Either way it can give an unhelpful gloss, which can distance us from the reality of that not so silent night. When we talk about the Nativity together how often do we stay at that distance in our thinking, seeing a scene like a painting; or how often do we reflect on the unspoken details of that night, the pain of childbirth, the mess, the crying, and what did Mary have with her to use for nappies, or to clean him, where did the cloth come from to swaddle him – Joseph’s cloak maybe, or brought by a local woman called on to act as midwife perhaps? (And why did we translate using the word stable – yes animals and a manger or a food trough but could it have been that they stayed in the family room rather than an upstairs guest room – animals would have been brought into the one room home, for safety and warmth, could it have looked more like a cave than a ‘stable’ as we think of them, could it have been more like a sheltered sheep pen on the outskirts of the village?)
Another example is the way we combine all the gospel accounts to tell the story without saying out loud that’s what we are doing, it can set in stone a pattern of telling that is actually only our way of doing it rather than true to the Bible accounts. An example I guess is the way we imply that the visit of the magi happens almost hours after the shepherds’ visit, because it is neater to tell the story all in one go, whereas in the Bible accounts it happens a considerable time later. (And of course we fall into talking about the 3 male kings, when all we are actually told is that they brought 3 rather expensive presents, were learned and traveled a considerable distance). With B now well & truly old enough to read for herself I wonder what she will make of these inconsistencies as she grows up? Will they mean that we the storytellers are wrong, or the Bible? And if the Bible, then will it become something untrustworthy for her as she hopefully carries her faith with her into adulthood.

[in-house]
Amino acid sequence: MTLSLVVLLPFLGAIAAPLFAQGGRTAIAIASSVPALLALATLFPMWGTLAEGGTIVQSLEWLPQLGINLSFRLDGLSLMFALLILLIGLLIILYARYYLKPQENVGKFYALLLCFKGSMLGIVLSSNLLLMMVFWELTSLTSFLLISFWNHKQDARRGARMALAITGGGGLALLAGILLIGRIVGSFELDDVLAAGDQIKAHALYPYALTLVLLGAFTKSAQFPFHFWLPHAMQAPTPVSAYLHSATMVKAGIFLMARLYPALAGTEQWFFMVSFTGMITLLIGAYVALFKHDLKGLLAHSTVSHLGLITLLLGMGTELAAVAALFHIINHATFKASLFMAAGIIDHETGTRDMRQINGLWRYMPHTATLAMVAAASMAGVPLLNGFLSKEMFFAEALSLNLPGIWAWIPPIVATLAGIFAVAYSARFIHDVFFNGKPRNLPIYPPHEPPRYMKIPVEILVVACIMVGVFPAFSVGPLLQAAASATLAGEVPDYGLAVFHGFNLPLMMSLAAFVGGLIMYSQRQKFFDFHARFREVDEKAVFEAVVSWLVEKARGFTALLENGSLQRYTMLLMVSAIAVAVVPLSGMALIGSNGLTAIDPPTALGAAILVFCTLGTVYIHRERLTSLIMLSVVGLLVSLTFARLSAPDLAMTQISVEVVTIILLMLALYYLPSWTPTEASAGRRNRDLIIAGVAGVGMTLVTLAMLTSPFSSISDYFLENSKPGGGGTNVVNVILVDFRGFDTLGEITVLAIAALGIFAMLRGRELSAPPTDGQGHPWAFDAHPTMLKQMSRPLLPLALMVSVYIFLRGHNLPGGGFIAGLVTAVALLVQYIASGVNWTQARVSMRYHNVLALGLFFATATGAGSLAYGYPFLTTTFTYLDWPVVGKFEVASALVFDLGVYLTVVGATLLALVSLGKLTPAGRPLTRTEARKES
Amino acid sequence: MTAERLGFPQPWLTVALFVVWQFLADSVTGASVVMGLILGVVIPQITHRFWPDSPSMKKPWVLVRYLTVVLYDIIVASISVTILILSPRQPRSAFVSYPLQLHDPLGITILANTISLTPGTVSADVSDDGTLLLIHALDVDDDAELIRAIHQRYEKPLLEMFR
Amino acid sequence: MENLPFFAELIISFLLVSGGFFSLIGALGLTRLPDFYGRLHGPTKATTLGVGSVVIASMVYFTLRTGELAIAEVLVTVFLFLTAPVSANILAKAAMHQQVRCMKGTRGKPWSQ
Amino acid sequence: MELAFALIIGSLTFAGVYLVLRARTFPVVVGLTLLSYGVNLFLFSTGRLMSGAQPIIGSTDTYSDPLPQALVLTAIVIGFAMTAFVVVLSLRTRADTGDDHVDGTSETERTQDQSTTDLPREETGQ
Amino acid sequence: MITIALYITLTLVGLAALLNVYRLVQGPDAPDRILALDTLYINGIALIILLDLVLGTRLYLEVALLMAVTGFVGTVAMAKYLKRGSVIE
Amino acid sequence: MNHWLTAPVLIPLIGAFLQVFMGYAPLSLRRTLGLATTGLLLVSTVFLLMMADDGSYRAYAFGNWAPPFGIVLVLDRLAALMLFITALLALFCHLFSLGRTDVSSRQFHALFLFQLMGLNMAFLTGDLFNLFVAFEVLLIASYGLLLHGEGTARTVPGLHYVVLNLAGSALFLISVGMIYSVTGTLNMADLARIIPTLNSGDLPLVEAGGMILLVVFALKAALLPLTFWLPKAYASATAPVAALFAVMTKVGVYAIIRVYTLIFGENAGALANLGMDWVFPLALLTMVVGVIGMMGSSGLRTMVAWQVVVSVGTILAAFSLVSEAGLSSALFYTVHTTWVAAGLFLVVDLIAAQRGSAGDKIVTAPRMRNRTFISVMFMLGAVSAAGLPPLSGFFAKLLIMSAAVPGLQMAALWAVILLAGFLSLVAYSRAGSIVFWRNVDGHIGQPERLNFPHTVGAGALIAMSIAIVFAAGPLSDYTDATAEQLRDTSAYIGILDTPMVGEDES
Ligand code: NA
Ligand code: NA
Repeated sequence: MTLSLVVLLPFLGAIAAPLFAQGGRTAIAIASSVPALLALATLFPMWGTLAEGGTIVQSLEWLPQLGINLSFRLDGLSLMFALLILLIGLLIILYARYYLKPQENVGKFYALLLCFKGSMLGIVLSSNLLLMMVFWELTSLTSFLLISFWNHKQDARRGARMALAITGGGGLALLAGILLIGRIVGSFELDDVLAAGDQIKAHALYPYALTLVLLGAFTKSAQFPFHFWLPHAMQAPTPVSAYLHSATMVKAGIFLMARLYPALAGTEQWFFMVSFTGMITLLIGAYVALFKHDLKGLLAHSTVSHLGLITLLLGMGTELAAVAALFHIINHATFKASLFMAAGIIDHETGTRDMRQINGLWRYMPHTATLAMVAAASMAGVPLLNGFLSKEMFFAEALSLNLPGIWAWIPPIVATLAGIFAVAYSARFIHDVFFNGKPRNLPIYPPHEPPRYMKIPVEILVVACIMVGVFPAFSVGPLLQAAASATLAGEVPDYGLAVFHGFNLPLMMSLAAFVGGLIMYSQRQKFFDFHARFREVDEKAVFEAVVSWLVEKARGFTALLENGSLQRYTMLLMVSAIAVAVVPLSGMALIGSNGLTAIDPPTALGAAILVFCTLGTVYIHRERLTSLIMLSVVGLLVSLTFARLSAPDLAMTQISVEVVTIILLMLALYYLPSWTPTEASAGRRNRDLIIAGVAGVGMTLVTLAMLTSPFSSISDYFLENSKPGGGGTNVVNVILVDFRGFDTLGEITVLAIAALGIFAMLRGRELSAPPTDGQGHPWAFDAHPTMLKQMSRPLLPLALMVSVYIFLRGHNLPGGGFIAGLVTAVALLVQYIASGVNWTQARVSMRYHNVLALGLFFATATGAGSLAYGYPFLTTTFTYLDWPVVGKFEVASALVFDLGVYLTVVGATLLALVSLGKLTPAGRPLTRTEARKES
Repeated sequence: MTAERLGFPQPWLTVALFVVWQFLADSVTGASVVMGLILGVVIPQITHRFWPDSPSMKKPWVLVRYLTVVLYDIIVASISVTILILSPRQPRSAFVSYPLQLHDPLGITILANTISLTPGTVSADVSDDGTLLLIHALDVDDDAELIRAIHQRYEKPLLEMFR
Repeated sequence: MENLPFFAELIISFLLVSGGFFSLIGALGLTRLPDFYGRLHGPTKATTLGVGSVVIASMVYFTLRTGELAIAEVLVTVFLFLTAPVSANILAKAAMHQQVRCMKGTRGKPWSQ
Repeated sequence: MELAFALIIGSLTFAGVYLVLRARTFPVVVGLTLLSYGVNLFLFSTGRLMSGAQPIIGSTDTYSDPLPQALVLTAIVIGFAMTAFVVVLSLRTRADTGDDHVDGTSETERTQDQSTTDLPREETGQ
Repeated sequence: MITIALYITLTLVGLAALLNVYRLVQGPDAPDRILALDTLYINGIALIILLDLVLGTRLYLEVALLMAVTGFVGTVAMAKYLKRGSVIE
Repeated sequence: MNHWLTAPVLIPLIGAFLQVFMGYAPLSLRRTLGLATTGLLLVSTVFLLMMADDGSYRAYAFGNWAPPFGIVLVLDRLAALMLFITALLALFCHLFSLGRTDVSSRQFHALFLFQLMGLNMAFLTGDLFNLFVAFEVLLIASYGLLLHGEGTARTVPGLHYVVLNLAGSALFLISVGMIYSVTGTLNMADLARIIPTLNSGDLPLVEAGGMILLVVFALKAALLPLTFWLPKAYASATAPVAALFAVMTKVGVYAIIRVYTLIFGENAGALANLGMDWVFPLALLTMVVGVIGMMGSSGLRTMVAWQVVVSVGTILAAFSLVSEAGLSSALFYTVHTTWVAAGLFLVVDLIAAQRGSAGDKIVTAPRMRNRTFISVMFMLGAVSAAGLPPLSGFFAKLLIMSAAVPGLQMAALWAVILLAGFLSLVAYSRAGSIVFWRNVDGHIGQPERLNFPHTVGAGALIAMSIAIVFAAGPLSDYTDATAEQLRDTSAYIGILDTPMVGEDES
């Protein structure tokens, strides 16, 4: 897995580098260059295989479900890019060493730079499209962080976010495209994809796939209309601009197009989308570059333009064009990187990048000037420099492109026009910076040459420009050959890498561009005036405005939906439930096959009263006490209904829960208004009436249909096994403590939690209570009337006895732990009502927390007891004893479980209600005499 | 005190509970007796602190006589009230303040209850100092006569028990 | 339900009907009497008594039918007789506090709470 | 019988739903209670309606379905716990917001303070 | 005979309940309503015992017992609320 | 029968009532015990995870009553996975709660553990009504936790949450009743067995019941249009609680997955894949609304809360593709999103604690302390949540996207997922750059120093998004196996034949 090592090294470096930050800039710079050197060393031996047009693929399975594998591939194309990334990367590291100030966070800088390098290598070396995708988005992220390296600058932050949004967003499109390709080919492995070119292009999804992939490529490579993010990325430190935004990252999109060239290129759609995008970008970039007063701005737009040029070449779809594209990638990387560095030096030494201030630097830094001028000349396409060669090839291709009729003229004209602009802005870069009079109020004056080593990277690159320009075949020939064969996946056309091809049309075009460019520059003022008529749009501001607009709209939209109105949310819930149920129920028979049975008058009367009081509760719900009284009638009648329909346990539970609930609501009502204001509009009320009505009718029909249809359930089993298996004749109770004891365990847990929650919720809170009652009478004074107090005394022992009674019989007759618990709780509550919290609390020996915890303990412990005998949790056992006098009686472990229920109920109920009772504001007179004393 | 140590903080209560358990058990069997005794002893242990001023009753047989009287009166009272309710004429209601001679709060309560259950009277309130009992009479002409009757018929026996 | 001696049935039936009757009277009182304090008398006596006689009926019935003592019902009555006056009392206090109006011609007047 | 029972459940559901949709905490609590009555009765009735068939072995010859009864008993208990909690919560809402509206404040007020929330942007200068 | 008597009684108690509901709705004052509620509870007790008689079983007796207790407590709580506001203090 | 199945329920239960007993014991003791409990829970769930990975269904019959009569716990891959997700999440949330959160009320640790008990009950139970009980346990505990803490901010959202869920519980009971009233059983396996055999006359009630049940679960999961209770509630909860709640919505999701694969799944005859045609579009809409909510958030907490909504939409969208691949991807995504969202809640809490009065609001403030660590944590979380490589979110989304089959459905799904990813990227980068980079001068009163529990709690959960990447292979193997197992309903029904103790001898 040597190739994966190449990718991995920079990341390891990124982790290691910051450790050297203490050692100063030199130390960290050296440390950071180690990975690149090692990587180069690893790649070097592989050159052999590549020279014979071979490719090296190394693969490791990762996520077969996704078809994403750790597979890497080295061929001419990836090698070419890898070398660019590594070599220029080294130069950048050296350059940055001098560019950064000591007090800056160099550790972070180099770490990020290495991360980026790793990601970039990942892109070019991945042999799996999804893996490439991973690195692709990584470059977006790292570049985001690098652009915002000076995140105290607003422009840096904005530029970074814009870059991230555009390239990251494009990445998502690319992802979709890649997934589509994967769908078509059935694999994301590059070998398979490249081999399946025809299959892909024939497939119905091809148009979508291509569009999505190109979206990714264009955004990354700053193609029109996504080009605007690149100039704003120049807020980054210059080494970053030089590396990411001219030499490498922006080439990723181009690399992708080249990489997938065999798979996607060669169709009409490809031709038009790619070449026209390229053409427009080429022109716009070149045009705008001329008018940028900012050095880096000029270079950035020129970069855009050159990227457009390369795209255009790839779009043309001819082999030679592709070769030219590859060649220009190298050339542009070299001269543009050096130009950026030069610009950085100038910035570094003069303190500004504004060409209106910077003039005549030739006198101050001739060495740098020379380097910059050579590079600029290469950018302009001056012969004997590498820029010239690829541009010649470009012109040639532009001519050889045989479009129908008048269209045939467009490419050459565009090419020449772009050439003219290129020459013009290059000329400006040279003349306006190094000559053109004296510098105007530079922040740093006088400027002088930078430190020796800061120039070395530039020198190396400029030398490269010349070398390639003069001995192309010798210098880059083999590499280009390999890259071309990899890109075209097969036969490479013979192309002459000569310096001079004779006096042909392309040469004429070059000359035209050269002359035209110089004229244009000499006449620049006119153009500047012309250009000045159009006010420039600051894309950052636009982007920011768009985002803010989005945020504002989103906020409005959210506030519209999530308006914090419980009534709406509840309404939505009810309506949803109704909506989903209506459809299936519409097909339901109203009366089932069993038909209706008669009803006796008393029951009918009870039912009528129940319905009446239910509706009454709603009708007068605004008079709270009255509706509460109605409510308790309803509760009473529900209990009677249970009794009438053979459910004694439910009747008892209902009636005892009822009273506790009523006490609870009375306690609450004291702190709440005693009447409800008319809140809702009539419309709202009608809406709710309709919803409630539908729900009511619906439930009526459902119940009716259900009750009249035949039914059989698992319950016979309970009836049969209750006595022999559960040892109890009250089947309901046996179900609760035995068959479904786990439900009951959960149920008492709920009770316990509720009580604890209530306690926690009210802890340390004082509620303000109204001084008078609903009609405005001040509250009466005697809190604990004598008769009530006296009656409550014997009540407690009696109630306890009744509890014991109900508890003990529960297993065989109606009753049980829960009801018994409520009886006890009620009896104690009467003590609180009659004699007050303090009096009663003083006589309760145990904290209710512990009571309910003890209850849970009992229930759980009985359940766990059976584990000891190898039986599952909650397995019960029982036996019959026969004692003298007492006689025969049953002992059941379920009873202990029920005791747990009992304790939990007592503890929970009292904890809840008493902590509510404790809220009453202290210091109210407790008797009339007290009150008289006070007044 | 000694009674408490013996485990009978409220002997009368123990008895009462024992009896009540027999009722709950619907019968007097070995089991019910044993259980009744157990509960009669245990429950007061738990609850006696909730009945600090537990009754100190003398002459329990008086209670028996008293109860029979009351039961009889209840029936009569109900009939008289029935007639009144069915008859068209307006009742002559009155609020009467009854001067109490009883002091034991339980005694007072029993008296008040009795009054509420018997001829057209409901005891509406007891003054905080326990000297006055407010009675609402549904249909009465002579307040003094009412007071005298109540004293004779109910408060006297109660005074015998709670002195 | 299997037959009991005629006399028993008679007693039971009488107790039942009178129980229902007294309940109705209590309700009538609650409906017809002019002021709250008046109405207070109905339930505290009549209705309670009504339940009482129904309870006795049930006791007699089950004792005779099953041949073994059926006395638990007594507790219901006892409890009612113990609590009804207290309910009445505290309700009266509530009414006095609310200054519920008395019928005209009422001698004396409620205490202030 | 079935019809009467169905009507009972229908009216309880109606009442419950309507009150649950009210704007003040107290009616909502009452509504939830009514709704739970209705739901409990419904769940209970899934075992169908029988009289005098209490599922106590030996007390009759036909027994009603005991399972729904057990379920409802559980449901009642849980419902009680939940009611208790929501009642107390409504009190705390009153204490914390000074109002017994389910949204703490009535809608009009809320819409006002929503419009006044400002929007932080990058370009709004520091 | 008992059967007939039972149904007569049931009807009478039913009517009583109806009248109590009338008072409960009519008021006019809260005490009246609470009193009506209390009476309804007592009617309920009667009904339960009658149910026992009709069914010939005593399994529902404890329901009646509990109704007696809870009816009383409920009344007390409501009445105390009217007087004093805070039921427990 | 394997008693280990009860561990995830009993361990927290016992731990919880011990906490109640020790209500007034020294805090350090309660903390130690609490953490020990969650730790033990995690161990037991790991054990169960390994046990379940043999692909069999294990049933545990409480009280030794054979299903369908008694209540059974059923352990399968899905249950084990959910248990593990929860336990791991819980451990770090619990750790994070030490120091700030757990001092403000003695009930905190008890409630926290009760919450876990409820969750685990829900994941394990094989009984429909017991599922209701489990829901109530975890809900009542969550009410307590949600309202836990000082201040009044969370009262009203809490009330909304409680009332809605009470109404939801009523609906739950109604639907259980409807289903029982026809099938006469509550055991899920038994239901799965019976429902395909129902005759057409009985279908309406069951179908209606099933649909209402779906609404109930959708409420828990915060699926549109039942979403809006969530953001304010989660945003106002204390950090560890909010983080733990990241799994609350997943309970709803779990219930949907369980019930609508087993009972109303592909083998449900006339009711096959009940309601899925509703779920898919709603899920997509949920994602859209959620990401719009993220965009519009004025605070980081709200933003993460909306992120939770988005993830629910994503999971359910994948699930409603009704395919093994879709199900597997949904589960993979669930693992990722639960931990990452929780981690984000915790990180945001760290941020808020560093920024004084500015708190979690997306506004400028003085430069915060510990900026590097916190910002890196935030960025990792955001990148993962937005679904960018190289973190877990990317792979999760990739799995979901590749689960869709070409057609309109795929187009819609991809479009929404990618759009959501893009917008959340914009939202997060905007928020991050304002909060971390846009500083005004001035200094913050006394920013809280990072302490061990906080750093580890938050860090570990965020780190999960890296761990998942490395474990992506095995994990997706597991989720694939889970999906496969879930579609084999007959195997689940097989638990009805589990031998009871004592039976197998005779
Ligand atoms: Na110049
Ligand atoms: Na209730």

We also often tell the story in among the extra, well loved traditions of Christmas, some with Christian roots others not, but either way extra to the Nativity. Year after year I find myself reflecting on how I can best help my children to discern the heart of Christmas in the midst of it all, and how as their parents Andrew and I can make clear what is important to us – what we really want to pass on to them, how we can be helpful in our words, and family traditions to distinguish between what we believe to be real, and what we believe to be a fun pretend. For us that has meant that we made some seemingly radical decisions when they were tiny, that some (rather important in our culture) traditions we have only ever joined in with as a wonderfully fun game – that we all take part in, taking it in turns to tiptoe & deliver to the end of each bed. We have not excluded the tradition completely but we have tried to consistently, and sensitively around other families (not always easy!), talk about it as a tradition that came about to remember a friend of Jesus from long ago whose life was generous and loving, and compassionate like Jesus.
But I do want to keep asking myself how much time and energy, how much enthusiasm, do we give to the different traditions of Christmas, and what will that teach our children about what we hold dear? And as new traditions come and go at Christmas which ones will we embrace and include, and how? How can we best shape Christmas to point to Jesus, and give each other the opportunity to visit him and kneel in worship (in a metaphorical sense of course! – but perhaps also real and concrete in a spiritual sense) alongside shepherds and wise ones?